Capital Spending: Santa:

Dec. 1, 2002
The U.S. capital goods sector is a bellwether industry, and some industries are actually growing.

Everyone is always a bit cheered by the holiday boosts in consumer spending, but let’s face the real Santa facts: The economy delivers real and lasting economic success when industry buys tools and trucks, not when we buy toys and hot toddies. Sounds like the Grinch?

According to Standard and Poor’s, a substantial recovery in capital goods may be in full swing starting in early 2003. “Our current estimate of the recovery of the U. S. capital goods sector is for improvement starting in the first half of 2003, gaining momentum in the second half of the year,” said their credit analyst Robert Schulz.

Other research outfits and companies have been making similar predictions about the American industrial outlook. Some note the recovery is continuing, even with the uncertain international situation in the Middle East, and that a successful relaxation of tensions in that area will ratchet up predictions and performance in our economy.

Meanwhile, the country’s manufacturers are managing a cautiously optimistic game. While machine tool consumption this last September was up an encouraging 45 percent from August, it was a decline of nearly 33 percent from 2001’s total for the month of September, the Association for Manufacturing Technology (AMT) reported.

“Although up 45 percent from August, September’s activity signals a delay in an investment-led recovery in this market,” said Don F. Carlson, AMT president. The whole year of 2002 is headed toward a decline in consumption compared to 2001 of about 30 percent, AMT noted. The whole industry, or at least that sizable portion of it that claims AMT membership, is small in terms of the total economy. It is a bellwether industry, however, and the few billion spent on such equipment every year translates into increased productivity and higher quality for all of industry. Similarly, for capital goods of all kinds, their purchase is industrial management’s vote in favor of the future.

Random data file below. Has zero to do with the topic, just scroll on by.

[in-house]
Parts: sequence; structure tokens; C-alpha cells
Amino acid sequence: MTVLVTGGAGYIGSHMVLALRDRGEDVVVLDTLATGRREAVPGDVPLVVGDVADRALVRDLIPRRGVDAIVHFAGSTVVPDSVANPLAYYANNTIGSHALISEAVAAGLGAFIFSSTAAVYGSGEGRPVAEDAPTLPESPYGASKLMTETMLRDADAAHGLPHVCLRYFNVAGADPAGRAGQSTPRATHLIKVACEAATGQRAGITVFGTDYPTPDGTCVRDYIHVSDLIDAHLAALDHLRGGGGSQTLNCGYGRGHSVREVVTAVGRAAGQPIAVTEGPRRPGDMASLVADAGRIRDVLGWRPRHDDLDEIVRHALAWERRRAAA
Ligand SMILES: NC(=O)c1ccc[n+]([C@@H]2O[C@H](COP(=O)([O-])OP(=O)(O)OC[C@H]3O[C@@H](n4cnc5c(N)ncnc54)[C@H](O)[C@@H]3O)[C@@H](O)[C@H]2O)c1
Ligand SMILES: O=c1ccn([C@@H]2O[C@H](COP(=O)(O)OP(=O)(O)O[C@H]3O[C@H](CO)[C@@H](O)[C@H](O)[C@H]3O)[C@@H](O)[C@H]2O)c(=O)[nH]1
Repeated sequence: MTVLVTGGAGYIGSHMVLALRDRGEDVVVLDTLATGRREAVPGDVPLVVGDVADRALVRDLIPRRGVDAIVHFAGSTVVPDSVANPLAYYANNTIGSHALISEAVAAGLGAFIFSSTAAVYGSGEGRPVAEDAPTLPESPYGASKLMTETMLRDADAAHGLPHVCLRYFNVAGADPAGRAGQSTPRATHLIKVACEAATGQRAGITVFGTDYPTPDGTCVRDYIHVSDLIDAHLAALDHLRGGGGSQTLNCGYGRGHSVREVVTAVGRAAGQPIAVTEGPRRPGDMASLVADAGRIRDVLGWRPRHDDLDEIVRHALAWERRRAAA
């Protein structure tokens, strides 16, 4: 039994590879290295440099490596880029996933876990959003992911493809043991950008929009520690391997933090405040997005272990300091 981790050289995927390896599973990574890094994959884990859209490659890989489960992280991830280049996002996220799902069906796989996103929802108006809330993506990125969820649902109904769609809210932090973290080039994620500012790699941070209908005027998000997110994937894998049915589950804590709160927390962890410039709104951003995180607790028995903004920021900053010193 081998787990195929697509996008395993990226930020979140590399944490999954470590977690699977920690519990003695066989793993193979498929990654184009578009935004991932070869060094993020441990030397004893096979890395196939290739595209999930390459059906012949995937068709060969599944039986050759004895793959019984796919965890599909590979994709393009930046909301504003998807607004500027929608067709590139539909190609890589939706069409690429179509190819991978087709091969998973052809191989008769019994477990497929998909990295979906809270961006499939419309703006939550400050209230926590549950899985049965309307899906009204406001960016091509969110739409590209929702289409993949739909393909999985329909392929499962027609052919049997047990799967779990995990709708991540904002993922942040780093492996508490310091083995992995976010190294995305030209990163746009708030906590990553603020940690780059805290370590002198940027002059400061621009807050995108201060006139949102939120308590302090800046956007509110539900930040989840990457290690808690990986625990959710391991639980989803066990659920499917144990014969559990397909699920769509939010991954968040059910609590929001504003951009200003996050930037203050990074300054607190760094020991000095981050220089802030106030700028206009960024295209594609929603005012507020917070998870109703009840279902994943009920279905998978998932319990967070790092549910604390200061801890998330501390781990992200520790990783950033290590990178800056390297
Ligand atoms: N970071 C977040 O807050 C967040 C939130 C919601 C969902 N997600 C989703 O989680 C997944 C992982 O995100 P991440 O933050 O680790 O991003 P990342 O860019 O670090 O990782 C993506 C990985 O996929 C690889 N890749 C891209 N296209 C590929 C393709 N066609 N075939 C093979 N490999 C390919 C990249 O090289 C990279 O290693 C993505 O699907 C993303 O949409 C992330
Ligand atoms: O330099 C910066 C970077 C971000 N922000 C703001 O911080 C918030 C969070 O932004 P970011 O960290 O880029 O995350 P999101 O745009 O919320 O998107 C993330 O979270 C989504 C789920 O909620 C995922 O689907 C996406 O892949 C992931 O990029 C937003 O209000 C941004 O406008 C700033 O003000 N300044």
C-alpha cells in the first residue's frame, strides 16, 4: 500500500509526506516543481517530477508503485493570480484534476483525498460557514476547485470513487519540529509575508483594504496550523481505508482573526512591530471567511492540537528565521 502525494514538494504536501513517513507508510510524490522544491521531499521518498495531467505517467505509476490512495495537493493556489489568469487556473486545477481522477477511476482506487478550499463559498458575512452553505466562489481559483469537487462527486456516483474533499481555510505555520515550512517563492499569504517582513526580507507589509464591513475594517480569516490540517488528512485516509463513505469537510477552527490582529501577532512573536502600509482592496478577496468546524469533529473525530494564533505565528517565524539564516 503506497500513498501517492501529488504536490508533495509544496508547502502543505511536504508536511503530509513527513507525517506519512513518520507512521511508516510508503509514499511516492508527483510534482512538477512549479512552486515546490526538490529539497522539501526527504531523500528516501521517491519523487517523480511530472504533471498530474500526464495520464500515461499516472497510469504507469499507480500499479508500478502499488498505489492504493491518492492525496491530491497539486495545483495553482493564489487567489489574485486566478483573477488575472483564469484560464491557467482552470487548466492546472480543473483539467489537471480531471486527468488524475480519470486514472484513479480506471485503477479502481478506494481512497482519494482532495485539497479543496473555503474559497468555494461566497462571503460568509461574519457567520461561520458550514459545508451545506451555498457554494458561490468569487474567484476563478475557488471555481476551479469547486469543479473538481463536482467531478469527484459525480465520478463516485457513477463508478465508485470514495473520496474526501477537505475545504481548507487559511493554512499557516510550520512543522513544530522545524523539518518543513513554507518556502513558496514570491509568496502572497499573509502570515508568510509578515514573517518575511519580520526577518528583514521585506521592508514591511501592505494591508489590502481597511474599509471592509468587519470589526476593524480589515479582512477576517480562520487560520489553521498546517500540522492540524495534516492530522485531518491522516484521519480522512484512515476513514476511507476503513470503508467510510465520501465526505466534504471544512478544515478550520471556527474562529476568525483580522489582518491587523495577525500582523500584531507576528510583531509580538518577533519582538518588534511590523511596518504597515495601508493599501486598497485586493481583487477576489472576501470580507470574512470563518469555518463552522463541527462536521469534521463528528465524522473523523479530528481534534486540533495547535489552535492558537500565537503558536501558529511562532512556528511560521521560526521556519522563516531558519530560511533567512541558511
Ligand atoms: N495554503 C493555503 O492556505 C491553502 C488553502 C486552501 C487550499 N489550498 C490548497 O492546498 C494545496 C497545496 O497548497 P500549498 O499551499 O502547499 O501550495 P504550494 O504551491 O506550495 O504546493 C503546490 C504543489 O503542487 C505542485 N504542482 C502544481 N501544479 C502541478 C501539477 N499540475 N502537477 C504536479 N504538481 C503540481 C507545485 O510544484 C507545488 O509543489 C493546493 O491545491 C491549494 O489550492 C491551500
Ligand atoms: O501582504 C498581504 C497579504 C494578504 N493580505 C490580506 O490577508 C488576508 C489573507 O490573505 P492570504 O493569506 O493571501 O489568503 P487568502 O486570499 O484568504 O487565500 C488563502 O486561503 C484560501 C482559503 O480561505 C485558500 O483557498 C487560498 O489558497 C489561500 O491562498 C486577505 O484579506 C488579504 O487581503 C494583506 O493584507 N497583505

But some companies are looking for more definitive signs, added Standard & Poor’s Dan DiSenso. “The economy is not growing fast enough or generating enough confidence to trigger a capital goods buying cycle. If the general economy were to grow 3 percent or 4 percent next year, I think it would trigger one. But if the economy grows by only 1 percent or 2 percent, companies are going to be more cautious,” he added.

Another number of special significance in terms of the economy’s future is the factory utilization level. When plant capacity drops below 80 percent, the expectations are not great for capital goods. In the waning months of this year, the factory figures in terms of use have hovered around 76 percent to 77 percent.

All in all, it’s a picture of uncertainty and yet one of strength as well. “How’s that?” you ask. Well, there are other numbers. Try these: The U.S. economy still turns out $10 trillion a year in goods and services. Several states have GSPs higher than all but a few countries. Our manufacturing productivity growth, in some sectors as high as 5 percent, is perhaps the real key number. It continues to amaze even me as it demonstrates what all those previous years of capital spending have done for American industry. Productivity, after all, is the real Santa Claus. And quite a few industrial sectors are actually growing: rubber, plastics, textiles and fabricated metals, to name a few.

Finally, there’s a number that is so huge I can’t quite find a word for it. That’s the number that sums up the good sense and hard work of millions of Americans in industry and related businesses throughout the years. The results of that free enterprise spirit have kept the world looking our way for generations.

Capital spending will probably continue to rise over the next several months because it makes good business sense. Santa will be here on time for the kids — of all ages.

George Weimer, contributing editor, [email protected]

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